For Rotorua woman Jen Garner, the homeless were people who chose to be that way, or had issues that led to them being homeless.
That changed when, amid Rotorua's rising rent prices and lack of rental properties, she had to leave her home last August.
With no place to go, Garner has been sleeping on her daughter's couch for the past five months.
She says the city's difficult rental situation is one of the factors that has pushed her to move to Australia where she has "opportunities to grow and make something for my children".
"I've been thinking about it for a couple of years but after losing my rental and not being able to find another one, I realised I had to make the move as there's just nothing here for me any more.
"Sleeping on my daughter's couch, I literally live out of a suitcase. It's pretty darn miserable.
"I've had no personal space for months. Everything I own, apart from a few clothes and toiletries, is in storage.
"I have a bed, I just don't have a place to put it in."
Her story comes as the latest Trade Me rental figures for December show the median weekly rent price in Rotorua rose $50 from December 2016 to December 2017.
The median weekly price of one to two bedroom houses was up 13.7 per cent year on year, to $270, while median rent prices for three to four bedroom homes was up 15 per cent to $380 per week.
Last month saw an increase of $7 from the month before.
Garner said she had applied for and viewed hundreds of houses in Rotorua, but many of them were "substandard or in bad areas".
"I have four dependant children so anything that was suitable for us was being rented for $450 to $600. Who can afford that? Then there were other places that I wouldn't even keep my dog in."
She said she had seen the effects of substandard homes on families.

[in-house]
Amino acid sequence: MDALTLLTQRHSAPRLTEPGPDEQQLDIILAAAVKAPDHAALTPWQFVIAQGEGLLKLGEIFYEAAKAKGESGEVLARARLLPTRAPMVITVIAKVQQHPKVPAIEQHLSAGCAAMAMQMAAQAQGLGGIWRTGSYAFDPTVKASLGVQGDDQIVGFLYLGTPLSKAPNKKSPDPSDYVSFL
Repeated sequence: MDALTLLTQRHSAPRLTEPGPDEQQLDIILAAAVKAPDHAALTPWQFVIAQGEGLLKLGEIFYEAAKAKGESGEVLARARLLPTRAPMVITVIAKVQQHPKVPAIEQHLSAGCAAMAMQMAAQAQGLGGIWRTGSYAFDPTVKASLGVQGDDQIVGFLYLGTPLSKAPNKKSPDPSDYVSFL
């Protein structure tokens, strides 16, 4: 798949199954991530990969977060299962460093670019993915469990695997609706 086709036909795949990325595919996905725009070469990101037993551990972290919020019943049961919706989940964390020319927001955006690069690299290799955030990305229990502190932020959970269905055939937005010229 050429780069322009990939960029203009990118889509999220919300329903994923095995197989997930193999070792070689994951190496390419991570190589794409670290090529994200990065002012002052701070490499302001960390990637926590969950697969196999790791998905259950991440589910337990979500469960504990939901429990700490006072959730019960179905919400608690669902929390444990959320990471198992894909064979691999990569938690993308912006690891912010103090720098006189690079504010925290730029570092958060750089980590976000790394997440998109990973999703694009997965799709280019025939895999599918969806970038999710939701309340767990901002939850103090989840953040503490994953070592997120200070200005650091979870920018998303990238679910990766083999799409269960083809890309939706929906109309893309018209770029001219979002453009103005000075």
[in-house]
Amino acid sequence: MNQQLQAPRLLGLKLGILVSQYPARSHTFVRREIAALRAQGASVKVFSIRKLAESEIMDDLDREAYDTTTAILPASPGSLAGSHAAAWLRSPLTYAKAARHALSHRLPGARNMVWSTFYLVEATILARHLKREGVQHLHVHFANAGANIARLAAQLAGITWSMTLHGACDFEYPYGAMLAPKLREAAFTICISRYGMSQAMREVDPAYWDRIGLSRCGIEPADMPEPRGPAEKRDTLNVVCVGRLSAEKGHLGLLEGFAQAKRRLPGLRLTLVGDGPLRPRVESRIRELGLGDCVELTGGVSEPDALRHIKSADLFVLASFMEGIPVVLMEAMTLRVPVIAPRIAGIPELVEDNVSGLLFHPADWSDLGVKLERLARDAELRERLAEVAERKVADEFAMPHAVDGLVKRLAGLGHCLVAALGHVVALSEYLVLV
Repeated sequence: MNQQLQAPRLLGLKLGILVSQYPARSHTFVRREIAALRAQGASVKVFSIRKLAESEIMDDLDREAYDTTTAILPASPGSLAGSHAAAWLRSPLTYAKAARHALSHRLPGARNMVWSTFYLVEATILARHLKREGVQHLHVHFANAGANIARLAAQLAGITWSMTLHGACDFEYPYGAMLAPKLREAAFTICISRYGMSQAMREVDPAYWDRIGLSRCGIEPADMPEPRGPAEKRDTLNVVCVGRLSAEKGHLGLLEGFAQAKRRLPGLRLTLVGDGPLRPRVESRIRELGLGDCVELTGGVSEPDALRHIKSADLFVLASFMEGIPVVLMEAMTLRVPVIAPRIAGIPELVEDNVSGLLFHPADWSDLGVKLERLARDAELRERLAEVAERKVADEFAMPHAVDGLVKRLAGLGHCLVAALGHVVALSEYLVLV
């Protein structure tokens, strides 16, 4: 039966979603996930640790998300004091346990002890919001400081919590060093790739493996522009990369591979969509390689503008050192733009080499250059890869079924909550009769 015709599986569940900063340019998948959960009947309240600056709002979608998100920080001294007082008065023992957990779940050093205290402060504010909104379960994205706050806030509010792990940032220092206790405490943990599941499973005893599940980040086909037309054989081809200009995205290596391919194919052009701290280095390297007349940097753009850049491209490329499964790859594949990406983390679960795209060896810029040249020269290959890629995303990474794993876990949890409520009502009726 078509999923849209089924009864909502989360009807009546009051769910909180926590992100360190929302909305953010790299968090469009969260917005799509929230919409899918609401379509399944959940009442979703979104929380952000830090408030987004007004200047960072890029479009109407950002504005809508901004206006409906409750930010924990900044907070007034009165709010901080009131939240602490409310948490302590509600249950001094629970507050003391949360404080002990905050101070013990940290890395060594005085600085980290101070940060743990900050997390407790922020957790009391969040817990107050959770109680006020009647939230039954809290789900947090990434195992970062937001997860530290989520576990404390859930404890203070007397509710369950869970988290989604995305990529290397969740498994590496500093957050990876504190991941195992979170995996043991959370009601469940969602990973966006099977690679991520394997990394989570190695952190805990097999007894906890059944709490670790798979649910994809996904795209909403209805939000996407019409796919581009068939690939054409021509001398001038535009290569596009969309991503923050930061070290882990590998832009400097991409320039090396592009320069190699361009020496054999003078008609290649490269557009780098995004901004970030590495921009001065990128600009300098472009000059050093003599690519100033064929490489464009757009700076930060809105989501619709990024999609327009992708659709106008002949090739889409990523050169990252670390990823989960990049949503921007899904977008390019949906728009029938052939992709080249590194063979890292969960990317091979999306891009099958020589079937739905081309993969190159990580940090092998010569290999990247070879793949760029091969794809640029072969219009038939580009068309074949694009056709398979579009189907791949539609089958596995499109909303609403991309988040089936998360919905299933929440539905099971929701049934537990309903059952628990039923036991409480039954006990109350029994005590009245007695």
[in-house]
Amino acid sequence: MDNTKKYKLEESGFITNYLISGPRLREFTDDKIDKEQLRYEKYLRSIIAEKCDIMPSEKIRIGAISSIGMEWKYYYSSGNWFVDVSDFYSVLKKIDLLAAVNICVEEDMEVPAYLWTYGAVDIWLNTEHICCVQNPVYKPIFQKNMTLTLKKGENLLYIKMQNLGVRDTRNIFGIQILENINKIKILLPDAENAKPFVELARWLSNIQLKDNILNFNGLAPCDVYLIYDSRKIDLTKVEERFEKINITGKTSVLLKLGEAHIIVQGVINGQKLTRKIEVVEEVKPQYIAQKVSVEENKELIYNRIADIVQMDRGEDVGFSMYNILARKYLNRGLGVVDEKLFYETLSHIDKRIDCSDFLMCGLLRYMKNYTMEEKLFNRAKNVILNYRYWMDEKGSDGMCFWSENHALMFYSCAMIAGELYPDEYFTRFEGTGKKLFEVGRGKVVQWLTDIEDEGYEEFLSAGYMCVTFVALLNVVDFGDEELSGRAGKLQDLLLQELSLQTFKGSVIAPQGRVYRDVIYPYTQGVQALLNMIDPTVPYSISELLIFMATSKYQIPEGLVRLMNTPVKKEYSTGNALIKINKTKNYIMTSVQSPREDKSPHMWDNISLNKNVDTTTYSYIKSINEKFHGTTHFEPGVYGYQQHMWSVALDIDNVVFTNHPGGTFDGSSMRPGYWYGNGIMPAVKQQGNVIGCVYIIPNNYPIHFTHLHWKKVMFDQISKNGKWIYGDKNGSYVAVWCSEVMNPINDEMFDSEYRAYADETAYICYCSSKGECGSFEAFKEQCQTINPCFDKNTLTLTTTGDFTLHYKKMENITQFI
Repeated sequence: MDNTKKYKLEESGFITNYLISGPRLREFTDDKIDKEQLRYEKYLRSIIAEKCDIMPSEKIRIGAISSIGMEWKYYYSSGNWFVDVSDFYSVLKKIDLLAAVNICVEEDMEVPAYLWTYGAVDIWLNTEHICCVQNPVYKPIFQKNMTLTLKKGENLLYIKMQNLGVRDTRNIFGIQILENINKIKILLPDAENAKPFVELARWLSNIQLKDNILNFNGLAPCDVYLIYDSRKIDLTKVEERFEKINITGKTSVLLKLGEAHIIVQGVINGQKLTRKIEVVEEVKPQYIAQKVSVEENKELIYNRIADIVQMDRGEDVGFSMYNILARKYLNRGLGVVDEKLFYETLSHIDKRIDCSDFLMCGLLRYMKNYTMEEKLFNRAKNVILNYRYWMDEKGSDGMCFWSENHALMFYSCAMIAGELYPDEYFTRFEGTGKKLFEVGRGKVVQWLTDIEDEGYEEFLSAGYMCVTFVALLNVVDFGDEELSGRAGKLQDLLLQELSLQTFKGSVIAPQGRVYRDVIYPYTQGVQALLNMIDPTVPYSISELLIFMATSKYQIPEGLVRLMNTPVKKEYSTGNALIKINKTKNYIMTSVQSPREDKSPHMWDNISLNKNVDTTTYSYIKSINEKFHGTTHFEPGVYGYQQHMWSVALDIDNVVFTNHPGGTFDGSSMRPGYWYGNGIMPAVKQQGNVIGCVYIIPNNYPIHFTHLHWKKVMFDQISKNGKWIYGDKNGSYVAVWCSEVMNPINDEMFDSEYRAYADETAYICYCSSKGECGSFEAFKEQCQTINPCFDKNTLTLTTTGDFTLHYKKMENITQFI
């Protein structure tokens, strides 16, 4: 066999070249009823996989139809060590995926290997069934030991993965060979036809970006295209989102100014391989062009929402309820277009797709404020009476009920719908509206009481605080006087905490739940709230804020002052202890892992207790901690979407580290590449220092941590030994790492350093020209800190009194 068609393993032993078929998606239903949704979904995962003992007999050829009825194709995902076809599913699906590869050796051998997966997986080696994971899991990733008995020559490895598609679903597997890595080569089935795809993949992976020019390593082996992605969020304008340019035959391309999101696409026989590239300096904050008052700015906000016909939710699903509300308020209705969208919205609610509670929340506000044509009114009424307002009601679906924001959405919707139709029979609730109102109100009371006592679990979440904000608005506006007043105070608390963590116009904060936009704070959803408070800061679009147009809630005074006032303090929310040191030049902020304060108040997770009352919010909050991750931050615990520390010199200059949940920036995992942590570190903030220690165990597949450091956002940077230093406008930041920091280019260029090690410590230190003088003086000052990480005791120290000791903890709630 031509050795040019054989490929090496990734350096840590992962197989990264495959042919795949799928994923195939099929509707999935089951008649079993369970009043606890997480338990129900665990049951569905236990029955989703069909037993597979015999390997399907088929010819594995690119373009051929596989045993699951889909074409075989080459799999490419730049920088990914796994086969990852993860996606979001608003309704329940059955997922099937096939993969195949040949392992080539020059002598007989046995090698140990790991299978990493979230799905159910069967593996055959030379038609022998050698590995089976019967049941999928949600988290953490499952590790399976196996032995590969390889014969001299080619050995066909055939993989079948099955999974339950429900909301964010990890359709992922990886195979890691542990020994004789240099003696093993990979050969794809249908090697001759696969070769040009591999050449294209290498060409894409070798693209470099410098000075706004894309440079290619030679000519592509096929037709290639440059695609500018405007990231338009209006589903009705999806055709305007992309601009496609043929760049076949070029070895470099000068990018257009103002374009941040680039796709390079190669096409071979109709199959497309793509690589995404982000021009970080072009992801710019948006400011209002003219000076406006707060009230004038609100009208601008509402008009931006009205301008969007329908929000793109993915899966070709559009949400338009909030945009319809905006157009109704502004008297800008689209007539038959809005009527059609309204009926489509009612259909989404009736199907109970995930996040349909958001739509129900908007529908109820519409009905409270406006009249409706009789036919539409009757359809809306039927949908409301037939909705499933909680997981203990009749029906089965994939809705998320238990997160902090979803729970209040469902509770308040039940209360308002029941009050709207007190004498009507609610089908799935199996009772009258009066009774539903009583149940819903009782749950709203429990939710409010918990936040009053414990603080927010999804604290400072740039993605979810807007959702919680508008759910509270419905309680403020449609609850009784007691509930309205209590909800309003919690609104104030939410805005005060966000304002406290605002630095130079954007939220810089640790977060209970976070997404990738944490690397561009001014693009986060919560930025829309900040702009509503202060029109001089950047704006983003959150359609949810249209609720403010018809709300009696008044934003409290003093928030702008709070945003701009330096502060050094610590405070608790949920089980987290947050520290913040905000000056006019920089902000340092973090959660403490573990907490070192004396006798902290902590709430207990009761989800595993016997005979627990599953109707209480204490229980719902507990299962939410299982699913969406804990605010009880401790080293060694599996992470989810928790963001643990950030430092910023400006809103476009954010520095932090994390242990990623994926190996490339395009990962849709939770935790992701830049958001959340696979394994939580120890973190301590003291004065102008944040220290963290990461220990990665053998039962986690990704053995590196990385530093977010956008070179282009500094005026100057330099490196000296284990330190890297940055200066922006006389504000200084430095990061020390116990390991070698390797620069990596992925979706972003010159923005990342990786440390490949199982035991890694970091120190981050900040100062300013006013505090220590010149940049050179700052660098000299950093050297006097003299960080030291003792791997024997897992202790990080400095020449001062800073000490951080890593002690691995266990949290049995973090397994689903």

"The kids' ward at the hospital is full of children with respiratory issues - asthma, bronchitis; I know because three of my children were up there every year with bronchitis."
Garner said despite being technically homeless, she was grateful to have a roof over her and her children's heads.
"I never thought anyone like me could be homeless."
Rotorua Rentals owner Richard Evans said December saw a rush of inquiries as people wanted to get into a home before Christmas, but January had been slower.
"In November and December we were getting 50 to 60 emails a day of people looking for a house. Now it's down to about 20 to 25 emails a day.
"A lot of investors are looking at buying in Rotorua, but they want to see what the Government is doing about taxes before they commit. It's all a bit helter skelter at the moment.
"We do have more stock coming on to the market but there is still a lot going out too which is frustrating."
Ray White Rotorua property manager Sandy Jennings said she suspected rental prices would "still go up a bit further yet".
"I feel sorry for people as it is hard at every property level. There are good quality tenants moving to Rotorua, ready for their children to start school, who are struggling to find good quality rentals.
"It's a tough market for rentals. As long as there's a shortage of properties, the price will keep going up."